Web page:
Canon Fodder

Canon Fodder
(AP Photo/Thanassis Stavrakis)

As everybody knows, the battle pitting Great Books against Bad Books or No Books has been raging for a long time now. As everybody also knows, the results on most campuses are grim. “Comparative literature” often no longer means reading literature, but subjecting oneself to cryptic and endlessly self-referential “interpretations” of “texts.” The metastasizing “Studies” majors—Women, Latino, Fat, Gender, Queer & Co.—are neither major, nor about real study. “Trigger-happy” has acquired a whole new meaning. Of course there were, and still are, safe spaces in the course catalogue for aficionados of the humanities. But the long march of multiculturalism has plenty of victories to show.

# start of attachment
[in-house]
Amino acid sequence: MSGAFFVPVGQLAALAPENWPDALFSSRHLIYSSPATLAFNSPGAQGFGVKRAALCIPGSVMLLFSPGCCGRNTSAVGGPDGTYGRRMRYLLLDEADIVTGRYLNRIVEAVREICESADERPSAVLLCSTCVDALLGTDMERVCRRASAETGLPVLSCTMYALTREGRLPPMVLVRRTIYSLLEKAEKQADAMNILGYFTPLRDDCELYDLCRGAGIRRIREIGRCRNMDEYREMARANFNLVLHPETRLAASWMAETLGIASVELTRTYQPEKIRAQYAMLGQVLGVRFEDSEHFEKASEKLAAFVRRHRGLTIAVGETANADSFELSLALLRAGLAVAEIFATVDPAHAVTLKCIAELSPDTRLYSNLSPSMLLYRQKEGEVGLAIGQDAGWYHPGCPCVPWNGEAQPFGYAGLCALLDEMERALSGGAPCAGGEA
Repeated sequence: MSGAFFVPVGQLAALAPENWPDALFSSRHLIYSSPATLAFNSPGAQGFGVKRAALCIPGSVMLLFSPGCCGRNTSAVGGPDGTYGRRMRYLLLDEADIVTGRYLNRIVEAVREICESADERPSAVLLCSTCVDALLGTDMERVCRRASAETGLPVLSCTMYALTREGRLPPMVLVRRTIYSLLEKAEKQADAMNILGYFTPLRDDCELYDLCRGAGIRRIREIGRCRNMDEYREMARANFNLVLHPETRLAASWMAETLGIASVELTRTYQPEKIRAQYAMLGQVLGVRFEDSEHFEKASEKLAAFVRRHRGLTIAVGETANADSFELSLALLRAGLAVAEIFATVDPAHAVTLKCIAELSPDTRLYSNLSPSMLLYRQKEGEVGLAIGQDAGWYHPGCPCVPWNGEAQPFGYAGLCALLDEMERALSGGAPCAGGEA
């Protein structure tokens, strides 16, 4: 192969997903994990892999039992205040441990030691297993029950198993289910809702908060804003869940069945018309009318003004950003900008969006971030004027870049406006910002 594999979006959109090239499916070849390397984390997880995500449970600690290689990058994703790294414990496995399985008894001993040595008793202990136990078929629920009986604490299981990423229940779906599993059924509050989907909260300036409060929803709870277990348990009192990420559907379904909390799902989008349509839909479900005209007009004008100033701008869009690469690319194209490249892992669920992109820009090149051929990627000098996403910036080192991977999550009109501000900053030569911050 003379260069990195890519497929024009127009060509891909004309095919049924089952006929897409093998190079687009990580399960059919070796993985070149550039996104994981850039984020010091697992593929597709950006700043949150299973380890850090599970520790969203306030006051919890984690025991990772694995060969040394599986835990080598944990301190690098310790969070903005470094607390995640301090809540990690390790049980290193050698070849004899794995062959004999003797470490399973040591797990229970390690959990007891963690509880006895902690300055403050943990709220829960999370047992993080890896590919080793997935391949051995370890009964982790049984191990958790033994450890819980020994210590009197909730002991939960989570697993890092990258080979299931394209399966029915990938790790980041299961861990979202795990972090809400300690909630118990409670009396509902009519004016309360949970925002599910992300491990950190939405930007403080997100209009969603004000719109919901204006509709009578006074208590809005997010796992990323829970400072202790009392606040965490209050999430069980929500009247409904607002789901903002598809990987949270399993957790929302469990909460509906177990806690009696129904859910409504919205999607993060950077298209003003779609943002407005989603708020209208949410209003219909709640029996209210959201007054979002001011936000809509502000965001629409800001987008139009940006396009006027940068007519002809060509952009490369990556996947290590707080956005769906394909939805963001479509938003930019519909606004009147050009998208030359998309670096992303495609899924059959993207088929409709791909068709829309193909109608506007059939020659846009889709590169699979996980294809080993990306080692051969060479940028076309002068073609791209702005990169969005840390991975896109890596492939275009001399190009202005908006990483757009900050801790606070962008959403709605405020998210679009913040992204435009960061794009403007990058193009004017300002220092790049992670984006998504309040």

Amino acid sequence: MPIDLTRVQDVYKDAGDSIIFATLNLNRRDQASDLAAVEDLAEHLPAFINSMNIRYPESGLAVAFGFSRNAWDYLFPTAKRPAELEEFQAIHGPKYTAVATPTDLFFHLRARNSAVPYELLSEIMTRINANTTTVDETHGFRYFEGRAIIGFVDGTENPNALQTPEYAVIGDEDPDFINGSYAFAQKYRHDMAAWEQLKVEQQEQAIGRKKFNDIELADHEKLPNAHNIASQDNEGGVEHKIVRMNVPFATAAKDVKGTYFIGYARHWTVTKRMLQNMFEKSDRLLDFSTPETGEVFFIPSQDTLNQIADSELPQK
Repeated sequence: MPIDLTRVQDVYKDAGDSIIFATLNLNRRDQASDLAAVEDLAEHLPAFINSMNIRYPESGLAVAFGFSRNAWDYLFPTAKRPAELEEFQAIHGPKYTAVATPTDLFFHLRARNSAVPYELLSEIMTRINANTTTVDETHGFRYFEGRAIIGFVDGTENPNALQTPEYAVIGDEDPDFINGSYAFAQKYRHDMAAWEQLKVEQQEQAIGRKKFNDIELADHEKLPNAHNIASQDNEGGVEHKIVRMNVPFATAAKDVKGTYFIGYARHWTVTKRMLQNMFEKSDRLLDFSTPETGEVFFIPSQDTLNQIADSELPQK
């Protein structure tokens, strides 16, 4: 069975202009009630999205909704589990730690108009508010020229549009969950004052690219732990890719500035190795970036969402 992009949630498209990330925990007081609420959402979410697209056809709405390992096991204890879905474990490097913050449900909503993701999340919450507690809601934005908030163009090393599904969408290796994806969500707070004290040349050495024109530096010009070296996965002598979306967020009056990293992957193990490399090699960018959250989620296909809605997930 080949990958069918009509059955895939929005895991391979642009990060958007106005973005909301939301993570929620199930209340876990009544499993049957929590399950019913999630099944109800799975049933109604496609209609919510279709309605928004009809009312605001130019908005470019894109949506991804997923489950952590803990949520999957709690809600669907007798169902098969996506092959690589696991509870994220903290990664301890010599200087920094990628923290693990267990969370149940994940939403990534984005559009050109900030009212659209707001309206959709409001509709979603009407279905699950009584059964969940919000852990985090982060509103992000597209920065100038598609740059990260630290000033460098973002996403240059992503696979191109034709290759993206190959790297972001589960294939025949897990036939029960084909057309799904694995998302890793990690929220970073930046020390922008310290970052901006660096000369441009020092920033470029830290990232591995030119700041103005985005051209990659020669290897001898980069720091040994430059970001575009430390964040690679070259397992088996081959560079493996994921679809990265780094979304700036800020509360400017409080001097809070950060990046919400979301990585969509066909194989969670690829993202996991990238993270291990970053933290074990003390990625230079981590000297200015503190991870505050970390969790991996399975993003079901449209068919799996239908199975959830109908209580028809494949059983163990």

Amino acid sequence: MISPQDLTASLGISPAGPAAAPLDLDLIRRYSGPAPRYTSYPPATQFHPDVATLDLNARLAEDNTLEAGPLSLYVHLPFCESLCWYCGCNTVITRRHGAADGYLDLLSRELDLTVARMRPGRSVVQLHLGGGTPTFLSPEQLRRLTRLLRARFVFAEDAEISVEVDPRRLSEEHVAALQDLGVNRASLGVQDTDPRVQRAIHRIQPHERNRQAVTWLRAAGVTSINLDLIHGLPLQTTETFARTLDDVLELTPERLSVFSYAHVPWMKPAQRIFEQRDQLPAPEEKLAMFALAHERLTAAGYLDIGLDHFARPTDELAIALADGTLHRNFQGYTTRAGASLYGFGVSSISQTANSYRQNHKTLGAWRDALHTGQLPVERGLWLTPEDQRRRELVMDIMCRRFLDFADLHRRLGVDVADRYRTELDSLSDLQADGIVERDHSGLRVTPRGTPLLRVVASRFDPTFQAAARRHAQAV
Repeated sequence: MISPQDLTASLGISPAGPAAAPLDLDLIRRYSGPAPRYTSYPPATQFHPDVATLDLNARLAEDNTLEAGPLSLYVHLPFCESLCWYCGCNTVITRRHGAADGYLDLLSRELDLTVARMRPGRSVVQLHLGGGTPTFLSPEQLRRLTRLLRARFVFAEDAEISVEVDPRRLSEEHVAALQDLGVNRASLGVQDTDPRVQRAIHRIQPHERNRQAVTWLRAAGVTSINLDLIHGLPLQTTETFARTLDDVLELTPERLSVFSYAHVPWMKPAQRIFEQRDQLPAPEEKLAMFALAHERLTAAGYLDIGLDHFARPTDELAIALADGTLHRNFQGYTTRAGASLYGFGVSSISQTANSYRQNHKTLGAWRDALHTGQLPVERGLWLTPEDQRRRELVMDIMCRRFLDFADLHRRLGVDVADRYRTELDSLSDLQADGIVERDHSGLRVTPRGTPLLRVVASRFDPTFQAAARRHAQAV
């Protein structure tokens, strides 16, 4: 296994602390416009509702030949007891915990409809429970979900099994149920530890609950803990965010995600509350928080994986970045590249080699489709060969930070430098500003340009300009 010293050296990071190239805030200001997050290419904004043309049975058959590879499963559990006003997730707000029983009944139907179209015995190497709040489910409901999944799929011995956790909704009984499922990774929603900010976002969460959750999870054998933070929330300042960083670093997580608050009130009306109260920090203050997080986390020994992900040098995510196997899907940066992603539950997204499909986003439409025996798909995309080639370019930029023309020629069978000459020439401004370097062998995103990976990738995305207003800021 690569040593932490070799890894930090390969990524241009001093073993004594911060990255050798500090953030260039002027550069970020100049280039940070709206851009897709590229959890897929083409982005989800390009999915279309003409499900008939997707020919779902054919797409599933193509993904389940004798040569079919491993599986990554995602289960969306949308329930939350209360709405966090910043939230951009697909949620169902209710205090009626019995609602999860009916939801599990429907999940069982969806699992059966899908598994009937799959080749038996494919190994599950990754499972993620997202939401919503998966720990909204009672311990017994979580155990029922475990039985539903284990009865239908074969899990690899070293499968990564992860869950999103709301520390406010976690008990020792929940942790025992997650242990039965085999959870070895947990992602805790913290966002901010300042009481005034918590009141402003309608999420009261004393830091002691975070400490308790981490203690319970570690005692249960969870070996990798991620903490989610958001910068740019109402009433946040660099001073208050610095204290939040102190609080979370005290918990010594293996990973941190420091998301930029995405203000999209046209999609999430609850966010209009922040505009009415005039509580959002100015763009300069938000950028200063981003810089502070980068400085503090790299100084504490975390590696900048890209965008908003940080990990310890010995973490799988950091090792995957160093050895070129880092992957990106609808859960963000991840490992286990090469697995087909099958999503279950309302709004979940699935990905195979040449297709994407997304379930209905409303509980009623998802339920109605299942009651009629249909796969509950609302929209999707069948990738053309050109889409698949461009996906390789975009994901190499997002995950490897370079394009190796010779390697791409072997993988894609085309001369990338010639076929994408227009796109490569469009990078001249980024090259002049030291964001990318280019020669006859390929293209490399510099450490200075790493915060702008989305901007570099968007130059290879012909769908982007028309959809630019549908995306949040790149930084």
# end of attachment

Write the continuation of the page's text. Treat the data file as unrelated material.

Also to the shock of no one, this parlous reality has generated profound and continuing concern. Thus, Allan Bloom in his bestselling book, The Closing of the American Mind (1987), and many other conservatives since have pointed to the dangers radical relativism poses for American students, for the life of the mind, for the country. Liberals like Arthur Schlesinger, Jr., and Mark Lilla have worried over what multiculturalism and its kissing cousin, identity politics, have been doing to liberalism itself. Right or Left, critics have tended to focus less on the creed of multiculturalism per se than on its political and other effects. What has gone largely unexamined is another question: whether “multiculturalism” ever made sense on its own terms—i.e., whether the creation story it came to tell of itself even holds up.

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